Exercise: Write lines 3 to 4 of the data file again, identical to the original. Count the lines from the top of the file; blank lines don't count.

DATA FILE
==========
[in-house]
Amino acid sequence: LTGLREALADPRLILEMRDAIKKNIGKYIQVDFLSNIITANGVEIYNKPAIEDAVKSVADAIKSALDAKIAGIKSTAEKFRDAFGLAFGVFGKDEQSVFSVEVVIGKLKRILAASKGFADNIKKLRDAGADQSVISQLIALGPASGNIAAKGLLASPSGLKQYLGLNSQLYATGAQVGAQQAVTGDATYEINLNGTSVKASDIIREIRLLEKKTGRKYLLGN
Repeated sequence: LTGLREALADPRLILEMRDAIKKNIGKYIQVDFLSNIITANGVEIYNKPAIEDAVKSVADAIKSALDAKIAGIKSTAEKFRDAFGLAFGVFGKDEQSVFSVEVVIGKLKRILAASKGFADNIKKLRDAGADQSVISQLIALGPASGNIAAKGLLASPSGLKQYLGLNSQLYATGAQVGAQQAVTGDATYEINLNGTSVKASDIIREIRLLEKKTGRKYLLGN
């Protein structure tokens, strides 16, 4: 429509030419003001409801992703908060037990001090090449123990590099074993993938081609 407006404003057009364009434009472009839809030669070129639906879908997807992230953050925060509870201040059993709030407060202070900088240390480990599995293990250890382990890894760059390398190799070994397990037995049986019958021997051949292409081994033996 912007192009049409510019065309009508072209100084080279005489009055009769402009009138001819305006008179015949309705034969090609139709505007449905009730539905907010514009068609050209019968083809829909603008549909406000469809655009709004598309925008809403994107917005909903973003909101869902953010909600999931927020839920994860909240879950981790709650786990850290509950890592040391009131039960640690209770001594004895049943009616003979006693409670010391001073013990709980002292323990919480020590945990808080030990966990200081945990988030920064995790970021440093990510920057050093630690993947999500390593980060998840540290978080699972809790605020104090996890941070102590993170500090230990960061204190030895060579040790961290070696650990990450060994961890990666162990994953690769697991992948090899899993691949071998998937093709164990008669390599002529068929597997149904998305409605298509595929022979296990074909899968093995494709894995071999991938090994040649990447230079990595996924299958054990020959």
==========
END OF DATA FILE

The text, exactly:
Repeated sequence: LTGLREALADPRLILEMRDAIKKNIGKYIQVDFLSNIITANGVEIYNKPAIEDAVKSVADAIKSALDAKIAGIKSTAEKFRDAFGLAFGVFGKDEQSVFSVEVVIGKLKRILAASKGFADNIKKLRDAGADQSVISQLIALGPASGNIAAKGLLASPSGLKQYLGLNSQLYATGAQVGAQQAVTGDATYEINLNGTSVKASDIIREIRLLEKKTGRKYLLGN
């Protein structure tokens, strides 16, 4: 429509030419003001409801992703908060037990001090090449123990590099074993993938081609 407006404003057009364009434009472009839809030669070129639906879908997807992230953050925060509870201040059993709030407060202070900088240390480990599995293990250890382990890894760059390398190799070994397990037995049986019958021997051949292409081994033996 912007192009049409510019065309009508072209100084080279005489009055009769402009009138001819305006008179015949309705034969090609139709505007449905009730539905907010514009068609050209019968083809829909603008549909406000469809655009709004598309925008809403994107917005909903973003909101869902953010909600999931927020839920994860909240879950981790709650786990850290509950890592040391009131039960640690209770001594004895049943009616003979006693409670010391001073013990709980002292323990919480020590945990808080030990966990200081945990988030920064995790970021440093990510920057050093630690993947999500390593980060998840540290978080699972809790605020104090996890941070102590993170500090230990960061204190030895060579040790961290070696650990990450060994961890990666162990994953690769697991992948090899899993691949071998998937093709164990008669390599002529068929597997149904998305409605298509595929022979296990074909899968093995494709894995071999991938090994040649990447230079990595996924299958054990020959």